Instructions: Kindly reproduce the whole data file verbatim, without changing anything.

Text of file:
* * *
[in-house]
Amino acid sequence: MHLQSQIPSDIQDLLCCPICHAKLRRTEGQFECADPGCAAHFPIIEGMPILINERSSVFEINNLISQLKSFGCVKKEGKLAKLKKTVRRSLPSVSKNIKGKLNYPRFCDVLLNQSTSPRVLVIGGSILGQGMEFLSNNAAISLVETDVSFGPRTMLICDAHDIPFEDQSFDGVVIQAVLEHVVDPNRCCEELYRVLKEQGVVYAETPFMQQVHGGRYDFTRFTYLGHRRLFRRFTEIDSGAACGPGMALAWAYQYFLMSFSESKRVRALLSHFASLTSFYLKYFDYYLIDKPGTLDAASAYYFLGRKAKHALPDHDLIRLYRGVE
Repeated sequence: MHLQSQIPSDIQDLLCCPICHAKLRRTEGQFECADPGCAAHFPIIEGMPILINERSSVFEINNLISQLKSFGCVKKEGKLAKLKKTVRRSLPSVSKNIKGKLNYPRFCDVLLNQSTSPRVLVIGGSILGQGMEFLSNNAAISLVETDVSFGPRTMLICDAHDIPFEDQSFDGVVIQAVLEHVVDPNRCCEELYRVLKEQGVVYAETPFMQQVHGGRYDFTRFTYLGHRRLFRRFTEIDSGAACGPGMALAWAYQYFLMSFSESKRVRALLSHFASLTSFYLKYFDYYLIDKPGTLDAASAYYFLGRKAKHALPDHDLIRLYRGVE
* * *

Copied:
[in-house]
Amino acid sequence: MHLQSQIPSDIQDLLCCPICHAKLRRTEGQFECADPGCAAHFPIIEGMPILINERSSVFEINNLISQLKSFGCVKKEGKLAKLKKTVRRSLPSVSKNIKGKLNYPRFCDVLLNQSTSPRVLVIGGSILGQGMEFLSNNAAISLVETDVSFGPRTMLICDAHDIPFEDQSFDGVVIQAVLEHVVDPNRCCEELYRVLKEQGVVYAETPFMQQVHGGRYDFTRFTYLGHRRLFRRFTEIDSGAACGPGMALAWAYQYFLMSFSESKRVRALLSHFASLTSFYLKYFDYYLIDKPGTLDAASAYYFLGRKAKHALPDHDLIRLYRGVE
Repeated sequence: MHLQSQIPSDIQDLLCCPICHAKLRRTEGQFECADPGCAAHFPIIEGMPILINERSSVFEINNLISQLKSFGCVKKEGKLAKLKKTVRRSLPSVSKNIKGKLNYPRFCDVLLNQSTSPRVLVIGGSILGQGMEFLSNNAAISLVETDVSFGPRTMLICDAHDIPFEDQSFDGVVIQAVLEHVVDPNRCCEELYRVLKEQGVVYAETPFMQQVHGGRYDFTRFTYLGHRRLFRRFTEIDSGAACGPGMALAWAYQYFLMSFSESKRVRALLSHFASLTSFYLKYFDYYLIDKPGTLDAASAYYFLGRKAKHALPDHDLIRLYRGVE